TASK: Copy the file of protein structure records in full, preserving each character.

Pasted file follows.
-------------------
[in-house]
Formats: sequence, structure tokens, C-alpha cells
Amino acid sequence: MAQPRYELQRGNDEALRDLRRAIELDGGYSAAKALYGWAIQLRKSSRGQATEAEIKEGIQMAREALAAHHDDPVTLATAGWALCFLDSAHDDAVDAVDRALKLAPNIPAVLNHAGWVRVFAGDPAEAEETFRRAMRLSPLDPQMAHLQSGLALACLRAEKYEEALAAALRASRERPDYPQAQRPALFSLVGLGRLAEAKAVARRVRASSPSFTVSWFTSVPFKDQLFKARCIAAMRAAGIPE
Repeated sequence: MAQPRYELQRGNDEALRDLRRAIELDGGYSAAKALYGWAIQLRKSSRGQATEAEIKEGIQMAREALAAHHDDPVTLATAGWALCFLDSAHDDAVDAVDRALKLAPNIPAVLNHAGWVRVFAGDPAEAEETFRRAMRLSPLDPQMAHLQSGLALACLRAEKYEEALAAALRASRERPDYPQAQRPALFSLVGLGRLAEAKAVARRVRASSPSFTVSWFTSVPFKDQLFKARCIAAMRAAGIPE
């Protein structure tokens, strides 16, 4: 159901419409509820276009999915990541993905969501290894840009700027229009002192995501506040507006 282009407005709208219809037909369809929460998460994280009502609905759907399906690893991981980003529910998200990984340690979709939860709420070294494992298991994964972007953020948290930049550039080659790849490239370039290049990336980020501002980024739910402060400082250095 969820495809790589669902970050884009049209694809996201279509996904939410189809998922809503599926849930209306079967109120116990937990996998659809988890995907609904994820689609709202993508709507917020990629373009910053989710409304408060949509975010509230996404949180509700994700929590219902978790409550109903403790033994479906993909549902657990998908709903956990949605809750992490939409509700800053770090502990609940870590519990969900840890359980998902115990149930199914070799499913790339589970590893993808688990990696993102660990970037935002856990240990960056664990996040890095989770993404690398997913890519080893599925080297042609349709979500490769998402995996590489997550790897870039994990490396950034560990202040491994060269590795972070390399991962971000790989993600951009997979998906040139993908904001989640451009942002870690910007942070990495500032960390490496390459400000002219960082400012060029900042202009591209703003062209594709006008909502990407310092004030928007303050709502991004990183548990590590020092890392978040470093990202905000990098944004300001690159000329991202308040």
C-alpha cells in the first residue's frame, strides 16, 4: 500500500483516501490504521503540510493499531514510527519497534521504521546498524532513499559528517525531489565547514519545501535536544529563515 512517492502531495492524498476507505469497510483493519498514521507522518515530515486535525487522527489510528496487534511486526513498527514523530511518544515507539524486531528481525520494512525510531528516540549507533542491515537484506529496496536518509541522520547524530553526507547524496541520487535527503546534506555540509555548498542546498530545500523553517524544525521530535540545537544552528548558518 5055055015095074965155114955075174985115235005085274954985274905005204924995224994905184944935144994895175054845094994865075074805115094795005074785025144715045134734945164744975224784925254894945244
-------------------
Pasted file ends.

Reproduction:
[in-house]
Formats: sequence, structure tokens, C-alpha cells
Amino acid sequence: MAQPRYELQRGNDEALRDLRRAIELDGGYSAAKALYGWAIQLRKSSRGQATEAEIKEGIQMAREALAAHHDDPVTLATAGWALCFLDSAHDDAVDAVDRALKLAPNIPAVLNHAGWVRVFAGDPAEAEETFRRAMRLSPLDPQMAHLQSGLALACLRAEKYEEALAAALRASRERPDYPQAQRPALFSLVGLGRLAEAKAVARRVRASSPSFTVSWFTSVPFKDQLFKARCIAAMRAAGIPE
Repeated sequence: MAQPRYELQRGNDEALRDLRRAIELDGGYSAAKALYGWAIQLRKSSRGQATEAEIKEGIQMAREALAAHHDDPVTLATAGWALCFLDSAHDDAVDAVDRALKLAPNIPAVLNHAGWVRVFAGDPAEAEETFRRAMRLSPLDPQMAHLQSGLALACLRAEKYEEALAAALRASRERPDYPQAQRPALFSLVGLGRLAEAKAVARRVRASSPSFTVSWFTSVPFKDQLFKARCIAAMRAAGIPE
């Protein structure tokens, strides 16, 4: 159901419409509820276009999915990541993905969501290894840009700027229009002192995501506040507006 282009407005709208219809037909369809929460998460994280009502609905759907399906690893991981980003529910998200990984340690979709939860709420070294494992298991994964972007953020948290930049550039080659790849490239370039290049990336980020501002980024739910402060400082250095 969820495809790589669902970050884009049209694809996201279509996904939410189809998922809503599926849930209306079967109120116990937990996998659809988890995907609904994820689609709202993508709507917020990629373009910053989710409304408060949509975010509230996404949180509700994700929590219902978790409550109903403790033994479906993909549902657990998908709903956990949605809750992490939409509700800053770090502990609940870590519990969900840890359980998902115990149930199914070799499913790339589970590893993808688990990696993102660990970037935002856990240990960056664990996040890095989770993404690398997913890519080893599925080297042609349709979500490769998402995996590489997550790897870039994990490396950034560990202040491994060269590795972070390399991962971000790989993600951009997979998906040139993908904001989640451009942002870690910007942070990495500032960390490496390459400000002219960082400012060029900042202009591209703003062209594709006008909502990407310092004030928007303050709502991004990183548990590590020092890392978040470093990202905000990098944004300001690159000329991202308040």
C-alpha cells in the first residue's frame, strides 16, 4: 500500500483516501490504521503540510493499531514510527519497534521504521546498524532513499559528517525531489565547514519545501535536544529563515 512517492502531495492524498476507505469497510483493519498514521507522518515530515486535525487522527489510528496487534511486526513498527514523530511518544515507539524486531528481525520494512525510531528516540549507533542491515537484506529496496536518509541522520547524530553526507547524496541520487535527503546534506555540509555548498542546498530545500523553517524544525521530535540545537544552528548558518 5055055015095074965155114955075174985115235005085274954985274905005204924995224994905184944935144994895175054845094994865075074805115094795005074785025144715045134734945164744975224784925254894945244